Like the title asks: have you?
Read the following. I'm considering running this column I wrote in like, 15 minutes, in this week's edition of the paper.
Fear is a natural part of life.
Fear keeps us from doing the occasional stupid thing and generally halts most people’s desire to extend themselves beyond their limits.
But there’s also those fears that everyone has. Your worst fear. Spiders, snakes, heights, close in spaces, etc. The list is endless and as many individuals state, some of those fears are irrational and so far from the realm of happening, they’re not worth thinking about.
And I wonder, how many people have come face-to-face with their biggest fear?
One of the worst for me is something happening to a loved one, and my not being able to do a thing to help or prevent the mishap. In that same vein and a little more to the point, one of my worst fears is something untoward happening to my girlfriend.
She’s not by any means someone to trifle with. A very competent and strong woman, I rarely give a second thought to someone actually being able to harm her.
But that doesn’t stop the nightmare from coming every once in a while. I’ve always been a tad paranoid that someday, some unsavoury individual is going to kidnap her or harm her in some other way that I was unable to stop.
I experienced that nightmare Friday afternoon. Almost.
My significant other was very ill Friday morning and asked if she could stay at my place while I was at work. No problem for me, I enjoy taking care of her when she’s sick.
I found myself attending the morning session of provincial court in Abbotsford Friday morning and upon my return to the office around 12:30 p.m., I put a call in to my home.
No one answered. Not very unusual as she can sleep through the phone ringing especially when ill.
But three and a half hours later, I began to feel a bit worried. I went home and she wasn’t there. Her wallet and belongings were still right by the door where she’d dropped them on the way in, but her shoes and keys were gone and the door was locked when I arrived.
Thinking she’d perhaps walked home (a short 10 minute walk), I went to her basement suite.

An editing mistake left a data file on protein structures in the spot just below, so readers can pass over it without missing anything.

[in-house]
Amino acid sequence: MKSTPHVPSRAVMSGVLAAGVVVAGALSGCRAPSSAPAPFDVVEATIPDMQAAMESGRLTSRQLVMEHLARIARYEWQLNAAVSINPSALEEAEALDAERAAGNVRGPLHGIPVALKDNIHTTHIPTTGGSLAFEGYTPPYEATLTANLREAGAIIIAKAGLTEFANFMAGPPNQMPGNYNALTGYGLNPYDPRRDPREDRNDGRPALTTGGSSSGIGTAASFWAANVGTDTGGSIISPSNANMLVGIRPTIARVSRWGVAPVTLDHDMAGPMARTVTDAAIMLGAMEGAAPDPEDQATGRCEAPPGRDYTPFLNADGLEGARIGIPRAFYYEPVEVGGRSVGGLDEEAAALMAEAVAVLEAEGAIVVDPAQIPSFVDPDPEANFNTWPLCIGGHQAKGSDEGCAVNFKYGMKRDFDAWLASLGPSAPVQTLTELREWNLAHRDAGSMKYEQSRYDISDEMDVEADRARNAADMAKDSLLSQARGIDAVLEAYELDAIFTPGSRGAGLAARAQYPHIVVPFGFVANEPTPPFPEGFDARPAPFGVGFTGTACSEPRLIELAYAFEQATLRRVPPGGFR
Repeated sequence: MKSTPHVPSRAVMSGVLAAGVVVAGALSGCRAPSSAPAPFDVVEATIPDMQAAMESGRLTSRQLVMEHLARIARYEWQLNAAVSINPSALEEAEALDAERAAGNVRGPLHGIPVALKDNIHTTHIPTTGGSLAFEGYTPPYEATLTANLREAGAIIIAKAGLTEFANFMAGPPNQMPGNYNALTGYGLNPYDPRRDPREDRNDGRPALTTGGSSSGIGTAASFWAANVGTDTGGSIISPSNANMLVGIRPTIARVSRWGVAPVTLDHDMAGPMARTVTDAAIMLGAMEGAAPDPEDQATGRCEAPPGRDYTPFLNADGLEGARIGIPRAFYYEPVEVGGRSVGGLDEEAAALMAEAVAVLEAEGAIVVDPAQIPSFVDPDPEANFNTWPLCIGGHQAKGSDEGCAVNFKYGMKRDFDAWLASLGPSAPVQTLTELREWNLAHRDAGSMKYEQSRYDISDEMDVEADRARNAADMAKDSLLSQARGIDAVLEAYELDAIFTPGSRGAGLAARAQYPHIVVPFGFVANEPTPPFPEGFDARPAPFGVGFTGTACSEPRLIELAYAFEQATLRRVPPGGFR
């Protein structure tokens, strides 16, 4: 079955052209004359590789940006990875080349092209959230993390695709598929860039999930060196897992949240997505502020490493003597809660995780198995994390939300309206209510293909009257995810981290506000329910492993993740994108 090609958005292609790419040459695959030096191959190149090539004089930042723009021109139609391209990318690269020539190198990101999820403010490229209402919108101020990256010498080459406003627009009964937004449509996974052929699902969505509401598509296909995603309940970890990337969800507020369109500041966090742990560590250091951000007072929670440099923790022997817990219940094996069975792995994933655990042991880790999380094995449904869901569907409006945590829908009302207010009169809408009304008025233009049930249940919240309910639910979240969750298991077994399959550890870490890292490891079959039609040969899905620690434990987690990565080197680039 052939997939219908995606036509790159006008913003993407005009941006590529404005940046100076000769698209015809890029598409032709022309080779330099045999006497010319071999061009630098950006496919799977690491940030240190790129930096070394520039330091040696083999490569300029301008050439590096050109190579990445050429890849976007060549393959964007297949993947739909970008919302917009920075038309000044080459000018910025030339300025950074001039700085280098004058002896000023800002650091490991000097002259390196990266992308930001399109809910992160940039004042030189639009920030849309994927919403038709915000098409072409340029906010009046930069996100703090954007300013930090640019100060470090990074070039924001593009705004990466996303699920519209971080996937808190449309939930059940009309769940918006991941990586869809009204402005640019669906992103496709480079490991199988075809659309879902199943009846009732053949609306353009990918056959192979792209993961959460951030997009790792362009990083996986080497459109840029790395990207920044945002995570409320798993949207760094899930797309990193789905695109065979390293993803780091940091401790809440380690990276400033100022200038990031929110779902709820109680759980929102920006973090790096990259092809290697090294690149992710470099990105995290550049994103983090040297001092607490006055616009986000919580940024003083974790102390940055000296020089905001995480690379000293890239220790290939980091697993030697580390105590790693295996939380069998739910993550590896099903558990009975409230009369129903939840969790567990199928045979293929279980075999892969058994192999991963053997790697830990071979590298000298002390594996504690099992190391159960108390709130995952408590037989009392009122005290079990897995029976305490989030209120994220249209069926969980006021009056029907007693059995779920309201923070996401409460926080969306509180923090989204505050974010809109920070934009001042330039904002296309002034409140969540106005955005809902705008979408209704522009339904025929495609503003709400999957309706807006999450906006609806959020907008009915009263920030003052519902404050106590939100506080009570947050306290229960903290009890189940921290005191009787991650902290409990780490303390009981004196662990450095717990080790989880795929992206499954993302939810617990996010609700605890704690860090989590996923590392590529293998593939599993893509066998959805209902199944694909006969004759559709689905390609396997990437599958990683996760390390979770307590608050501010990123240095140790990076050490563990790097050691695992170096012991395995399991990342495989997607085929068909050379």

No one there. I phoned her cell phone. No answer.
Now I started panicking. All those nightmares I’d had for years began flowing. She’s been taken. She’s being hurt. I can’t find her. I can’t help. I couldn’t think. The adrenaline was pounding through my body. I could barely breathe.
After speaking with a police officer friend of mine and following his suggestions, I started making phone calls to likely spots: hospital, etc.
The hospital said she had been in emergency, but was discharged.
No one knew where she was.
This went on for an hour and a half. The absolute worst 90 minutes of my life. Every horrible scenario I could imagine flew across the theatre of my mind.
But finally, she phoned.
She was in MSA hospital. Her stomach pain required surgery that night.
Immediately, my heart rate went back down to normal when I heard that it was a routine surgery. I was myself again. I could think. The adrenaline stopped running. I could breathe.
I have covered missing children stories before in other communities and could sense the sense of helplessness, frustration and outright frantic panic simmering just below the surface of parents’ faces.
Not to minimize my affections for my girlfriend, but I don’t know what would happen if I had a child and they went missing. It must feel a thousand times worse; a thousand times more intense. I don’t think I could function; I’d probably hyperventilate and pass out.
If this kind of intense emotion is what parenthood is all about, I think I’ll hold for a bit yet.